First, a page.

And the shortcomings involved are similar to those that Nordea and Handelsbanken have previously been punished for, according to the Swedish Financial Supervisory Authority (Finansinspektionen).
Journalist network OCCRP revealed to international media that banks across Europe appear to have been involved in a giant network of money laundering. Swedish banks Nordea, SEB, Handelsbanken and Swedbank were reportedly either used or attempted to be used in the movement of the money.
According the Guardian, documents show that at least $20 billion disappeared from Russia via the international bank system, but investigators believe it could amount to as much as $80 billion. The money is also suspected to have come from illegal activities.
Around 500 people are thought to be involved, including bankers from Moscow, oligarchs, people linked to the Russian government and spy agency FSB the Guardian writes, also naming Putin's cousin Igor Putin as sitting on the board of one of the Moscow banks involved.
Finansinspektionen's deputy general director Martin Noréus thinks the revelations confirm the authority's previous points about Swedish banks not doing enough to tackle money laundering.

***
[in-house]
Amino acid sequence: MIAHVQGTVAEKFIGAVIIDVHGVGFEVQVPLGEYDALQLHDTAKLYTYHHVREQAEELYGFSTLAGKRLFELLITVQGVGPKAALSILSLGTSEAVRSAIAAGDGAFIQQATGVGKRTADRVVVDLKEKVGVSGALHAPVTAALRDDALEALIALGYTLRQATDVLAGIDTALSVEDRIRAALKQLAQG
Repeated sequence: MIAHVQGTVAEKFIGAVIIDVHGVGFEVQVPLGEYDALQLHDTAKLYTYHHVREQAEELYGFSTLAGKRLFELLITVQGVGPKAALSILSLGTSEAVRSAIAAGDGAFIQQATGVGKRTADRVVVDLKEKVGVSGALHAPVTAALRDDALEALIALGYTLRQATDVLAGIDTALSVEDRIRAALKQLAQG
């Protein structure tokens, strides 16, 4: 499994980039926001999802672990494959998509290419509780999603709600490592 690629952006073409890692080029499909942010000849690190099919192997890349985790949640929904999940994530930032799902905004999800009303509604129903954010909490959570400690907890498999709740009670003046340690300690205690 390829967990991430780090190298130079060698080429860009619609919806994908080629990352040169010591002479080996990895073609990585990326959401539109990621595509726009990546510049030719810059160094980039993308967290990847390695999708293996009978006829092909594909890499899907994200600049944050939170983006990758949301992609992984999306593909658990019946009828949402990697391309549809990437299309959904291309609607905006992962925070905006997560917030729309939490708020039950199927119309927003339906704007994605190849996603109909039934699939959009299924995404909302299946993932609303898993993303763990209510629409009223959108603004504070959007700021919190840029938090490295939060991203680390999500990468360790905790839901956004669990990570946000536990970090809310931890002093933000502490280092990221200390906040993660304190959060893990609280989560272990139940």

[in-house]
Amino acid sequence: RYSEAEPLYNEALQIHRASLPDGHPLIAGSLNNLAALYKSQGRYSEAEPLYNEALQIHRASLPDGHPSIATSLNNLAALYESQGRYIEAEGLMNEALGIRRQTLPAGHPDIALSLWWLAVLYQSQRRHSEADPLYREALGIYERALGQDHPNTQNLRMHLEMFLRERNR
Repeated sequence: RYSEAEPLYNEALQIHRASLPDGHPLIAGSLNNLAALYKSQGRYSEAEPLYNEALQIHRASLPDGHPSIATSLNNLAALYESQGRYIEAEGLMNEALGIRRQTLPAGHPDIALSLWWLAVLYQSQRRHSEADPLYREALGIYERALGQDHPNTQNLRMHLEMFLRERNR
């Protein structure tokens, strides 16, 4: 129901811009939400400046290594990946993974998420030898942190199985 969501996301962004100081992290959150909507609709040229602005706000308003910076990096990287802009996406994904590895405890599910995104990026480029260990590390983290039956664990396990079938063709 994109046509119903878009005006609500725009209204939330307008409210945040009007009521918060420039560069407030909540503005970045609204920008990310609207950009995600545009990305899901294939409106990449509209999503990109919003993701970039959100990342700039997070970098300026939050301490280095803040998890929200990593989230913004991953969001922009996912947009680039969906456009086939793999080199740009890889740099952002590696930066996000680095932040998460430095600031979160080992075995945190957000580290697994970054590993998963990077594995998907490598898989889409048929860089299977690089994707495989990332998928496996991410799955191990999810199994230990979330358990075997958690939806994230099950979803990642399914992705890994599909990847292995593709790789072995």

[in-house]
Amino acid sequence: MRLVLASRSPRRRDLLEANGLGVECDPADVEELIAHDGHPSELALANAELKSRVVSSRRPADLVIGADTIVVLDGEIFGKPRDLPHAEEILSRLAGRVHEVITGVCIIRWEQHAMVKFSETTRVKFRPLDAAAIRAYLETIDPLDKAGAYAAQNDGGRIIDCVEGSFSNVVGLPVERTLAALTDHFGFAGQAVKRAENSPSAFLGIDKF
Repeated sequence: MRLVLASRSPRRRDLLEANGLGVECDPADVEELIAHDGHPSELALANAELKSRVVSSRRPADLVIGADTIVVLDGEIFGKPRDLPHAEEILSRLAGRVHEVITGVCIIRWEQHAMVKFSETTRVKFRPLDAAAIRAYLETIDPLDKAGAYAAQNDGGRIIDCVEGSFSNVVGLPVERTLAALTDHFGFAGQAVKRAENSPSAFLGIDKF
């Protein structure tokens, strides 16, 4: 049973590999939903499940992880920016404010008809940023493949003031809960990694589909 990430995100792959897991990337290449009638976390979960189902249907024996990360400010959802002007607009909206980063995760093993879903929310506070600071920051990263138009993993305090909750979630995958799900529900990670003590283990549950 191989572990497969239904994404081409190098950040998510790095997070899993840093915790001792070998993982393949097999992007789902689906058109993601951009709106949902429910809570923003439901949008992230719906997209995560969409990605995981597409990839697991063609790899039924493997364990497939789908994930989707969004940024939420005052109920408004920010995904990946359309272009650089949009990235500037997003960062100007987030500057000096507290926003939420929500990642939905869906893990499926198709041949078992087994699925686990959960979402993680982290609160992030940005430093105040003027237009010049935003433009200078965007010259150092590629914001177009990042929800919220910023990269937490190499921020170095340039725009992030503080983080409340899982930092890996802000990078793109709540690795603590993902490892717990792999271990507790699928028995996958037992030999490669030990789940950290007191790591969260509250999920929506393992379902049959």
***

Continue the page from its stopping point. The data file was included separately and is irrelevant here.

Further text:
"We can't comment on the individual transactions. But this seems to be about exactly the kind of shortcomings which emerged in the Panama Papers case," Noréus said.
Handelsbanken and Nordea previously had to pay fines for their inadequate handling of suspected money laundering between 2012 and 2014. Nordea says it has invested significant resources in order to stop the money laundering which is now being reported about however, where the money is thought to have moved between Moldavia, Latvia, Denmark, Sweden, the UK and other countries.
"We've improved our processes considerably in recent years. We have invested heavily in providing resources to improve controls. And we have a close dialogue with regulators," Nordea's press officer Petter Brunnberg told news agency TT.
SEB made similar comments, while Handelsbanken said it believes it reacted correctly, stopping the transactions when discovered.
"We take this very seriously. The transactions involved are four years old and well known to us. Necessary measures were taken," Handelsbanken press officer Johan Wallqvist said.